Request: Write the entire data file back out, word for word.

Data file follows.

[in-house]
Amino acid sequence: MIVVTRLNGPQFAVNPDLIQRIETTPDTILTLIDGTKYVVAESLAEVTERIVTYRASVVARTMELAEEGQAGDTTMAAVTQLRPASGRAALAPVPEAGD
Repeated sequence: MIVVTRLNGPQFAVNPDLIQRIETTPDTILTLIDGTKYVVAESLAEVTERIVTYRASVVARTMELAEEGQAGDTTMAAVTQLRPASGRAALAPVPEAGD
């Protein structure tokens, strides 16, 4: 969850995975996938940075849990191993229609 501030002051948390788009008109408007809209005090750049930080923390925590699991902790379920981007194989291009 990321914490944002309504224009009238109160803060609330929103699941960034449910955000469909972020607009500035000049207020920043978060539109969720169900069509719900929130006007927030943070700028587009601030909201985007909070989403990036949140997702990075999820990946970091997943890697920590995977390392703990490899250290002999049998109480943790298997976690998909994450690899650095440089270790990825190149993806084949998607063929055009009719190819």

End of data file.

[in-house]
Amino acid sequence: MIVVTRLNGPQFAVNPDLIQRIETTPDTILTLIDGTKYVVAESLAEVTERIVTYRASVVARTMELAEEGQAGDTTMAAVTQLRPASGRAALAPVPEAGD
Repeated sequence: MIVVTRLNGPQFAVNPDLIQRIETTPDTILTLIDGTKYVVAESLAEVTERIVTYRASVVARTMELAEEGQAGDTTMAAVTQLRPASGRAALAPVPEAGD
């Protein structure tokens, strides 16, 4: 969850995975996938940075849990191993229609 501030002051948390788009008109408007809209005090750049930080923390925590699991902790379920981007194989291009 990321914490944002309504224009009238109160803060609330929103699941960034449910955000469909972020607009500035000049207020920043978060539109969720169900069509719900929130006007927030943070700028587009601030909201985007909070989403990036949140997702990075999820990946970091997943890697920590995977390392703990490899250290002999049998109480943790298997976690998909994450690899650095440089270790990825190149993806084949998607063929055009009719190819």